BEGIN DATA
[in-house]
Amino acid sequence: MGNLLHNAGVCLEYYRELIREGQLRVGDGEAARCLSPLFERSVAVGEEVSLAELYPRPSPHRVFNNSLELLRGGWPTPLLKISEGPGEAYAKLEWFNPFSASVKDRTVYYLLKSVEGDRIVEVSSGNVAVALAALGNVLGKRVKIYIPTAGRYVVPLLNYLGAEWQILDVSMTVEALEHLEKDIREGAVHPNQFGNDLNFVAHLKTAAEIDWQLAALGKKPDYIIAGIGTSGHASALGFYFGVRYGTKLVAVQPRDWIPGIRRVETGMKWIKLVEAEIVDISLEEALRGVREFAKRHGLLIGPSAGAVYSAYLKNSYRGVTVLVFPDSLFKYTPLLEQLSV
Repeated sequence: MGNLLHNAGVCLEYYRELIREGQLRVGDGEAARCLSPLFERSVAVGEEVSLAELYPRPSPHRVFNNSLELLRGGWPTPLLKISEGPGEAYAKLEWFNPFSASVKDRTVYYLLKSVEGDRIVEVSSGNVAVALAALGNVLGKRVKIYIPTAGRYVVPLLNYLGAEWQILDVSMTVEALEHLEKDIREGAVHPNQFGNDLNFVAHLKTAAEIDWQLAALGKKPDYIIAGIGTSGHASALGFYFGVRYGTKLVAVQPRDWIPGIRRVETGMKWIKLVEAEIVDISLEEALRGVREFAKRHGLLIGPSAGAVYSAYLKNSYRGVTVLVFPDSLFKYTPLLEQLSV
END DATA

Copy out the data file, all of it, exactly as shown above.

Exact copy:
[in-house]
Amino acid sequence: MGNLLHNAGVCLEYYRELIREGQLRVGDGEAARCLSPLFERSVAVGEEVSLAELYPRPSPHRVFNNSLELLRGGWPTPLLKISEGPGEAYAKLEWFNPFSASVKDRTVYYLLKSVEGDRIVEVSSGNVAVALAALGNVLGKRVKIYIPTAGRYVVPLLNYLGAEWQILDVSMTVEALEHLEKDIREGAVHPNQFGNDLNFVAHLKTAAEIDWQLAALGKKPDYIIAGIGTSGHASALGFYFGVRYGTKLVAVQPRDWIPGIRRVETGMKWIKLVEAEIVDISLEEALRGVREFAKRHGLLIGPSAGAVYSAYLKNSYRGVTVLVFPDSLFKYTPLLEQLSV
Repeated sequence: MGNLLHNAGVCLEYYRELIREGQLRVGDGEAARCLSPLFERSVAVGEEVSLAELYPRPSPHRVFNNSLELLRGGWPTPLLKISEGPGEAYAKLEWFNPFSASVKDRTVYYLLKSVEGDRIVEVSSGNVAVALAALGNVLGKRVKIYIPTAGRYVVPLLNYLGAEWQILDVSMTVEALEHLEKDIREGAVHPNQFGNDLNFVAHLKTAAEIDWQLAALGKKPDYIIAGIGTSGHASALGFYFGVRYGTKLVAVQPRDWIPGIRRVETGMKWIKLVEAEIVDISLEEALRGVREFAKRHGLLIGPSAGAVYSAYLKNSYRGVTVLVFPDSLFKYTPLLEQLSV